May 23, 2011

Plastic Challenge: Fonda LaShay, Week 3



Still curious if anyone has non machine ice cream tips… I am getting a bigger frezzer soon(ish) so that will not be the issue anymore.

Location:Stavanger, Norway

Name: Fonda LaShay

Week: 3

Personal Info:

I am an American living in Stavanger Norway with my Norwegian boyfriend. We are trying to live plastic free.

Fonda LaShay’s personal blog:

Total items: 11

Total weight: 109 grams / 3.8 ounces

Items: Recyclable
Knife packaging
Ice Cream Lid
4 paprika/bell pepper shrink wraps
Packaging from new handmixer

cooking syrup container
prescription for thyroid
cheese wrapper
spaghetti wrapper

Items: Nonrecyclable
[We have a plastic recycling station in our area, they say they take all plastics. I have not been able to find out what they do with the plastics that are not numbered.]

What items can I easily replace with plastic free or less plastic alternatives?
Spaghetti – but I have trouble rolling it thin enough, so I have promised the man no more homemade spaghetti till i buy the proper machine. Saving time!

Ice Cream – Need to save for this machine too. I would love to make my own ice cream and know what is in it!!

Cheese – we have a dorm sized fridge, but are getting a bigger one soon(ish) so then I can buy a whole wheel of cheese! Plus I am learning to make my own!

Cooking Syrup – this is from a stash I have from making marshmallows over Christmas. I have since though learned to make my own, which is very easy!

What items would I be willing to give up if a plastic free alternative doesn’t exist?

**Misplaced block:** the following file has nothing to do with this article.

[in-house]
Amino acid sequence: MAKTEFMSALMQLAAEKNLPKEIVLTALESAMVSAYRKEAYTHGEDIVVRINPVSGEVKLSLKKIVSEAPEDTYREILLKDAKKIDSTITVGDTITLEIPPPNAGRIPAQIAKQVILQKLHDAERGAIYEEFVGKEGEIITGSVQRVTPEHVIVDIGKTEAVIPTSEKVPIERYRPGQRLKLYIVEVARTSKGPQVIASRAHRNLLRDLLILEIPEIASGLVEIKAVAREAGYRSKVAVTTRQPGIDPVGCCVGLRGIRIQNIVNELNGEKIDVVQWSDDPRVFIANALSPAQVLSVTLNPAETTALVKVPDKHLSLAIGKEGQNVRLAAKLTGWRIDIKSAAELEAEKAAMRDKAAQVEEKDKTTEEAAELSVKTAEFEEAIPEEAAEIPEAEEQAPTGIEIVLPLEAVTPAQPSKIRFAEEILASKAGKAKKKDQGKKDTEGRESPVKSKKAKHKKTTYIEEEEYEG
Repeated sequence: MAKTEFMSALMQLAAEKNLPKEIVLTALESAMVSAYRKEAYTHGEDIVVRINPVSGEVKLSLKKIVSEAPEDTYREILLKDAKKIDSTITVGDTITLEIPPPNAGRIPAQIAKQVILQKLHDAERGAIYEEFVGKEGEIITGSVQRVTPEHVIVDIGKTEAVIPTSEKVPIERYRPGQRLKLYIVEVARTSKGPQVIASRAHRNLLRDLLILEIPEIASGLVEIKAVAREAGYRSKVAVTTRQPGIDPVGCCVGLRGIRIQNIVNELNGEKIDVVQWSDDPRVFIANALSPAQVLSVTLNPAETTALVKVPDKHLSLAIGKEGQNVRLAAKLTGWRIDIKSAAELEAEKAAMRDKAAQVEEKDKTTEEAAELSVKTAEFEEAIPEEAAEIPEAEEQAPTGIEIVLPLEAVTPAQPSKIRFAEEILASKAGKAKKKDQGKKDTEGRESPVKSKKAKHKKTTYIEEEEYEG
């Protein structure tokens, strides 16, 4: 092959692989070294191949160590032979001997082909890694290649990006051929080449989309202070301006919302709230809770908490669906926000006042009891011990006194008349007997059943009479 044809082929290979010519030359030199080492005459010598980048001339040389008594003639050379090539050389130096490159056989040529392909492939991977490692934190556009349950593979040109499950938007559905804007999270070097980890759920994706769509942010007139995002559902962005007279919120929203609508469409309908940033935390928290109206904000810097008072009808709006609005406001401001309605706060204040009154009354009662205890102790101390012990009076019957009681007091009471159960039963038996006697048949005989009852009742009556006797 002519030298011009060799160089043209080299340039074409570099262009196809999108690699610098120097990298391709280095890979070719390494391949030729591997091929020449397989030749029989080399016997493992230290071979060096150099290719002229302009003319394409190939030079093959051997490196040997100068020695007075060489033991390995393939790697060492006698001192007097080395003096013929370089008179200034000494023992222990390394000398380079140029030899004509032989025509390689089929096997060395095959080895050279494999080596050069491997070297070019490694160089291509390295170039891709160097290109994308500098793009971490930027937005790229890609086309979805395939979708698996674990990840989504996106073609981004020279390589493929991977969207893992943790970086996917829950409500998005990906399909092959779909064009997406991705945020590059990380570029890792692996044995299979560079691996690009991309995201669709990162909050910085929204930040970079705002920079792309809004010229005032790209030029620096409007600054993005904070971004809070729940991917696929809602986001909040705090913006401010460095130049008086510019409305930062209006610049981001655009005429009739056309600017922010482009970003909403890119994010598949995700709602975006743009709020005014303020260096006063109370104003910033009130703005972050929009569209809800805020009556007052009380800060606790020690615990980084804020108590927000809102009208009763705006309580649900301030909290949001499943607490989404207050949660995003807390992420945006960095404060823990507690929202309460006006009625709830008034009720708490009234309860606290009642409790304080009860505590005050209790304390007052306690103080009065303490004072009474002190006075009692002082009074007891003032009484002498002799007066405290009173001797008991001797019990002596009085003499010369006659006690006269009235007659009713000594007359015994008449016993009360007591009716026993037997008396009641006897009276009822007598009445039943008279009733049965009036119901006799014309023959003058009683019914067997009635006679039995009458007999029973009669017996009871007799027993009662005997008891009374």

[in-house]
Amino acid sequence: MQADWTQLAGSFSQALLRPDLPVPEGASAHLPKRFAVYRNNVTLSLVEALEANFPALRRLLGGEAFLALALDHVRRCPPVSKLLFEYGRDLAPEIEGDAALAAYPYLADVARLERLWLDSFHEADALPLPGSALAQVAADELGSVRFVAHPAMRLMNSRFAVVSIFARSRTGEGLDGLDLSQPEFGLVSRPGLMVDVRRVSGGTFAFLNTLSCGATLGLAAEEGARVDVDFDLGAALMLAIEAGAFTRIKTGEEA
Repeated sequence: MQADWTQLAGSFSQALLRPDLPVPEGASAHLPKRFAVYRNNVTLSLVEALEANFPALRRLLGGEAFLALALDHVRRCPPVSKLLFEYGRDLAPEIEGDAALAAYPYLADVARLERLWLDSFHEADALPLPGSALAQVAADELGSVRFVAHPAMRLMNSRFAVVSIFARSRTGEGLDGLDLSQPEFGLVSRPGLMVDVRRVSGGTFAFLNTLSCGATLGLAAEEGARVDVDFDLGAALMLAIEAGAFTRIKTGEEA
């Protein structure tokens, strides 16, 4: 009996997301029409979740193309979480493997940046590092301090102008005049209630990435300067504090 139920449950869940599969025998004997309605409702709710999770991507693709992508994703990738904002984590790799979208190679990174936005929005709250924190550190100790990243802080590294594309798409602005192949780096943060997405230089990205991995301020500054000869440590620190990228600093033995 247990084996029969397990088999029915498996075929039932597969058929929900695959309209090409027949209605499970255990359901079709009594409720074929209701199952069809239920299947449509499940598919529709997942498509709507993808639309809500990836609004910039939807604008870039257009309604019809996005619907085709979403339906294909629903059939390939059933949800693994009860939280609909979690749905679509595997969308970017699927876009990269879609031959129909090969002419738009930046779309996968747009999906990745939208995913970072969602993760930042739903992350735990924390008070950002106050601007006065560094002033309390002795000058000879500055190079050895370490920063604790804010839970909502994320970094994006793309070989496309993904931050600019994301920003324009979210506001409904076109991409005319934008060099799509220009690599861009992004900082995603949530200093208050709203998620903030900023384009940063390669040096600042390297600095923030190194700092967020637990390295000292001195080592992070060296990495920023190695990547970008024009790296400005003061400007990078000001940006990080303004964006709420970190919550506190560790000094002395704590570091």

this week we are somewhat down to the line, I guess I could have bought my new mixer used.. but i wanted a warranty with it.

What items are essential and seem to have no plastic-free alternative?
Thyroid medication – over the last few years my thyroid has went kapoot! So now I have to take meds :( I am trying to / hoping to fix the problem with better foods though.

What lifestyle change(s) might be necessary to reduce my plastic consumption?
This week I did make it to the farmers market, that helps alot. I just need to be more disciplined to get up on saturday to make it before they close.

What one plastic item am I willing to give up or replace this week?
cooking syrup – especially since i know how to make it now

What other conclusions, if any, can I draw?
After watching what we were taking into our house for so long before joining the challenge, I am still shocked at how much we have every week. I really had thought we were doing so much better, glad for the challenge since it has opened my eyes to the reality.

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13 Comments on "Plastic Challenge: Fonda LaShay, Week 3"

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Hi, I just came across this article about making ice cream without an ice cream maker. The recipe sounds very rich, but very very yummy.

Hi Danielle,

Cooking syrup is like corn syrup – but without the corn :) It is the old school way, originally called Golden Syrup in England – I cannot even get my hands on corn syrup over here in Norway.

Here is a recipe for cooking syrup: